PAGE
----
Leveraging Call Options (includes calculator)

By Stock Research Pro • November 23rd, 2008

An option is a contract that offers the buyer of the contract the right to buy or sell a particular asset (the underlying security) at a specified price. Stock options enable investors to manage risk while seeking profit opportunities, making stock options worth considering for a leveraged investment strategy.

Purchasing “calls” is a popular investment strategy for bullish investors. Call options give the investor the right to buy a stock at a specific price within a specified time frame. If the call option is not exercised within the timeframe of the contract, the option simply expires (historically, about 75% of all options expire without being exercised). Investors who purchase call options are looking to profit from a price increase from the underlying stock.

How You Profit from Call Options

The investor will profit on a call (also known as a “long call”) when the price of the underlying stock rises above the strike price (the agreed-upon price) of the call. The investor who exercises a call ends up with 100 shares (per option) of the underlying stock and has the opportunity to sell the stock and realize a profit.

A stock option is a “wasting asset”, meaning it will expire at the end of the contract. The ownership of a call option cannot be compared to actual ownership of the stock since the option owner does not enjoy the same benefits as a shareholder (e.g. dividends).

This is a simple calculation that asks for your purchase and sale price and the number of months you held the option. The values it returns to you reflect both your net and annualized return.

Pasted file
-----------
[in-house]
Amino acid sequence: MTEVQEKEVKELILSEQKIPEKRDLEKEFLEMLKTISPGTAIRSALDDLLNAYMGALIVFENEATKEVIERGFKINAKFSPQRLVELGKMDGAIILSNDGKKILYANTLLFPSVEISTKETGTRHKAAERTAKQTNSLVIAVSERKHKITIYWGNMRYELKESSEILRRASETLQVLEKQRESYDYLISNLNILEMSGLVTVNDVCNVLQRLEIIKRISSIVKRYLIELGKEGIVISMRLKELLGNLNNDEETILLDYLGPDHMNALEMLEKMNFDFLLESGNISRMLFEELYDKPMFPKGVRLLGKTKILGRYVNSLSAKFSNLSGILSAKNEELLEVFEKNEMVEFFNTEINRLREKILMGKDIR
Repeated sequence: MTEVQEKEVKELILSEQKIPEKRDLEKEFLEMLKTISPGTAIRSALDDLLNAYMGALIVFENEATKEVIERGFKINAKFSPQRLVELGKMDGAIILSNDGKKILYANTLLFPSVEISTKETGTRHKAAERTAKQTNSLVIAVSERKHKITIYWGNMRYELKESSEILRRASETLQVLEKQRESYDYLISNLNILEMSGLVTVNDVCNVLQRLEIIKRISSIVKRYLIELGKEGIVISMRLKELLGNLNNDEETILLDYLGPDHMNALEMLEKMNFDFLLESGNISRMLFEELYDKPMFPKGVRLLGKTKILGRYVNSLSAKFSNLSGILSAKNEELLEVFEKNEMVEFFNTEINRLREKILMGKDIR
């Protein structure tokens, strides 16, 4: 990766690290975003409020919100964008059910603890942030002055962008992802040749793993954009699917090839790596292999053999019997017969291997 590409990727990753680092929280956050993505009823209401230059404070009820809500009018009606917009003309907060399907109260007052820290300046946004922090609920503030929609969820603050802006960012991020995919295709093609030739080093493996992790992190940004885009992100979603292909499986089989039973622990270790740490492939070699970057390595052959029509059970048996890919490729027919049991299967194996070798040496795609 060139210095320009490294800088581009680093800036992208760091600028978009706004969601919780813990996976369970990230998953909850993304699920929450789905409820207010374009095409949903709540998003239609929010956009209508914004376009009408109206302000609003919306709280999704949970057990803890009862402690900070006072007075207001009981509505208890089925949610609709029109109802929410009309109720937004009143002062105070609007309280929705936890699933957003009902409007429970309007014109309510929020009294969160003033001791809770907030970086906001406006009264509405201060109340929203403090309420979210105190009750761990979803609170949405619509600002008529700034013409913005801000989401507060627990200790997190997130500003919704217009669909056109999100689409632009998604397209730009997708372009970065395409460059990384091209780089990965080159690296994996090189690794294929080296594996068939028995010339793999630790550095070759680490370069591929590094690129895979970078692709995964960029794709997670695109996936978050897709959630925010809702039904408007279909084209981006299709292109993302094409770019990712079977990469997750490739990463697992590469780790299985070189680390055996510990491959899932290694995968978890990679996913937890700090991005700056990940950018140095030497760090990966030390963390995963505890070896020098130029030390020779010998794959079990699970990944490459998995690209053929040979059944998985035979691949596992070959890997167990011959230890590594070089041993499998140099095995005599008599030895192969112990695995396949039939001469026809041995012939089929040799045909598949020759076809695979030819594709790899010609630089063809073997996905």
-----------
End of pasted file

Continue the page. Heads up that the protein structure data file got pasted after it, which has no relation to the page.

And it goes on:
A Bullish Strategy

Calls are considered to be a “bullish” options trading strategy as they increase in value as the underlying stock price rises. The owner of the call controls the shares for a fraction of the price it would cost to purchase the shares outright. The price of the option is determined by the following factors:

Intrinsic Value- This is the value that the option would have if you were to exercise today. It is the difference between the strike price and the actual current price of the stock.

Time Value- Time value functions as the risk premium the seller collects to offer the option buyer with the right to execute the agreement up until the expiration of the contract. Options that have zero intrinsic value are comprised entirely of time value. The longer the time until expiration of the option the higher the time value.

Extrinsic Value- This is an additional risk factor that accounts for stock volatility.

A good way to look at the leverage potential of options is to calculate for potential profit.

Another good article on call options strategy


The above information is educational and should not be interpreted as financial advice. For advice that is specific to your circumstances, you should consult a financial or tax advisor.

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